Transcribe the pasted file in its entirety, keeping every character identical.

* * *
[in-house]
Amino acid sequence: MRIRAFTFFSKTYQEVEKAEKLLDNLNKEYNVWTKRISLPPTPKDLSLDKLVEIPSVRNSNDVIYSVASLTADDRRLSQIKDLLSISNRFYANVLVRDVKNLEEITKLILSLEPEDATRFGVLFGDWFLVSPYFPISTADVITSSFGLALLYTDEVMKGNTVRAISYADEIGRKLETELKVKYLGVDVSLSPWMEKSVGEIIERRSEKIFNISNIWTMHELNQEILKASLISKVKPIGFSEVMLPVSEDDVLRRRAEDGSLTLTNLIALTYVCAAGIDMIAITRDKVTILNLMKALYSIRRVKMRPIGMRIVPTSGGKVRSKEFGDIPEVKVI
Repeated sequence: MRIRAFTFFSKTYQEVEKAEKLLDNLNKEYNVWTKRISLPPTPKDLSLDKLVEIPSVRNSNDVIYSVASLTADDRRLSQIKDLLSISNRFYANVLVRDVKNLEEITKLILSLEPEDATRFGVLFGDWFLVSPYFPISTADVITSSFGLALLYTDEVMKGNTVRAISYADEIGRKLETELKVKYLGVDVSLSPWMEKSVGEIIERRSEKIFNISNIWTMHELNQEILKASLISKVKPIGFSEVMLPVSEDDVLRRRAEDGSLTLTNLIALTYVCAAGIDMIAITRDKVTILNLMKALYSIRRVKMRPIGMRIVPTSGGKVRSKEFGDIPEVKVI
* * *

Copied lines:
[in-house]
Amino acid sequence: MRIRAFTFFSKTYQEVEKAEKLLDNLNKEYNVWTKRISLPPTPKDLSLDKLVEIPSVRNSNDVIYSVASLTADDRRLSQIKDLLSISNRFYANVLVRDVKNLEEITKLILSLEPEDATRFGVLFGDWFLVSPYFPISTADVITSSFGLALLYTDEVMKGNTVRAISYADEIGRKLETELKVKYLGVDVSLSPWMEKSVGEIIERRSEKIFNISNIWTMHELNQEILKASLISKVKPIGFSEVMLPVSEDDVLRRRAEDGSLTLTNLIALTYVCAAGIDMIAITRDKVTILNLMKALYSIRRVKMRPIGMRIVPTSGGKVRSKEFGDIPEVKVI
Repeated sequence: MRIRAFTFFSKTYQEVEKAEKLLDNLNKEYNVWTKRISLPPTPKDLSLDKLVEIPSVRNSNDVIYSVASLTADDRRLSQIKDLLSISNRFYANVLVRDVKNLEEITKLILSLEPEDATRFGVLFGDWFLVSPYFPISTADVITSSFGLALLYTDEVMKGNTVRAISYADEIGRKLETELKVKYLGVDVSLSPWMEKSVGEIIERRSEKIFNISNIWTMHELNQEILKASLISKVKPIGFSEVMLPVSEDDVLRRRAEDGSLTLTNLIALTYVCAAGIDMIAITRDKVTILNLMKALYSIRRVKMRPIGMRIVPTSGGKVRSKEFGDIPEVKVI